Study sites in Covasna County, Romania

Study area

Latitude

Longitude

Informants/Inhabitants [ 44 ]

Medical service

Veterinary practice

Pharmacy

Local features [ 63 ]

Aita Seacă

46° 02′ 17″

25° 41′ 23″

7/782

─*

saline fountain

Băţanii Mari

46° 05′ 22″

25° 41′ 29″

15/1936

+

+

mineral springs

Băţanii Mici

46° 06′ 13″

25° 41′ 42″

8/558

─*

mineral springs

Biborţeni

46° 05′ 37″

25° 39′ 22″

5/775

+

+

mineral springs

Bodos

46° 04′ 34″

25° 39′ 36″

9/446

charcoal-burner (“baksa”)

Filia

46° 08′ 38″

25° 37′ 17″

8/1240

+

+

iron forge, wooden headbords in the cemetery

Herculian

46° 08′ 02″

25° 42′ 35″

7/1168

+

+

mineral springs

Ozunca-Băi

46° 06′ 20″

25° 47′ 20″

3/54

mineral springs, medicinal bath

Racoşul de Sus

46° 04′ 45″

25° 32′ 53″

6/893

─ *

mineral springs

Tălişoara

46° 06′ 18″

25° 35′ 19″

5/743

mineral springs

Valea Zălanului

46° 00′ 40″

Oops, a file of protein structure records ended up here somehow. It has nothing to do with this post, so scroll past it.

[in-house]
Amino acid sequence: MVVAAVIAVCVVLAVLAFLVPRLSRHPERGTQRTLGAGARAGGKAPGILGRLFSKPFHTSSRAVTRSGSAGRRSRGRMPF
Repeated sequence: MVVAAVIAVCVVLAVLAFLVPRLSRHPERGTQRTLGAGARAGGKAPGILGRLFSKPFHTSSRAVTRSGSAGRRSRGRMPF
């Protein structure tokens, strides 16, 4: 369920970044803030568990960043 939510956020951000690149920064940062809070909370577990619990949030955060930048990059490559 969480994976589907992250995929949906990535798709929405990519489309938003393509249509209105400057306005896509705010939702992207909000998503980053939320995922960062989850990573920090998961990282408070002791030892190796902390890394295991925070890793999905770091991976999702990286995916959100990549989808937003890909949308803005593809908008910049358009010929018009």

25° 45′ 22″

12/149

mineral springs

Vârghiş

46° 07′ 41″

25° 33′ 25″

14/1647

+

+

+

mineral springs

*Aita Seacă, Băţanii Mici, Racoşul de Sus: no permanent medical service; temporary medical service is available twice per week from from neighbouring communities.

Native people of the county speak Romanian and Hungarian, while in the selected villages the predominant language is Hungarian. The majority of villagers were born in the area and have lived there for most of their lifetime. Many are engaged in traditional agricultural and pastoral activities, working as farmers, ranchers and shepherds. Cattle, goats, horse, sheep and pigs are commonly raised in farms and around the home. They continue to play a key role in the production of dairy products and other traditional foods in the district, as has been the case for centuries. Although some of these villages have access to allopathic medical and veterinary care, as well as access to pharmaceutical drugs (Table 1), most people know of several home treatments for veterinary health problems using materials of various origins.

Field work and data collection